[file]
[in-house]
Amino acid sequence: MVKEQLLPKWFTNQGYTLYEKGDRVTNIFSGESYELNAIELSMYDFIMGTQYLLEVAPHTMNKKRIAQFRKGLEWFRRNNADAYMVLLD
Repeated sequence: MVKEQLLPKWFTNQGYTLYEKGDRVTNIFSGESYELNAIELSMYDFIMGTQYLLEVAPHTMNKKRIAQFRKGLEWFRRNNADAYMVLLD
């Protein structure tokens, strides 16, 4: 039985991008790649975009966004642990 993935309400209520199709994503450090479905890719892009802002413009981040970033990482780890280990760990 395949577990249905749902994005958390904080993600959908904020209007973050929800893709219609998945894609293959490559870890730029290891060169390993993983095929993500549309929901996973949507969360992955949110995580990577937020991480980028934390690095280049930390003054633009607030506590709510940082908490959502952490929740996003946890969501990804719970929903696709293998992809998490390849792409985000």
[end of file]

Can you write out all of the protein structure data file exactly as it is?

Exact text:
[in-house]
Amino acid sequence: MVKEQLLPKWFTNQGYTLYEKGDRVTNIFSGESYELNAIELSMYDFIMGTQYLLEVAPHTMNKKRIAQFRKGLEWFRRNNADAYMVLLD
Repeated sequence: MVKEQLLPKWFTNQGYTLYEKGDRVTNIFSGESYELNAIELSMYDFIMGTQYLLEVAPHTMNKKRIAQFRKGLEWFRRNNADAYMVLLD
């Protein structure tokens, strides 16, 4: 039985991008790649975009966004642990 993935309400209520199709994503450090479905890719892009802002413009981040970033990482780890280990760990 395949577990249905749902994005958390904080993600959908904020209007973050929800893709219609998945894609293959490559870890730029290891060169390993993983095929993500549309929901996973949507969360992955949110995580990577937020991480980028934390690095280049930390003054633009607030506590709510940082908490959502952490929740996003946890969501990804719970929903696709293998992809998490390849792409985000």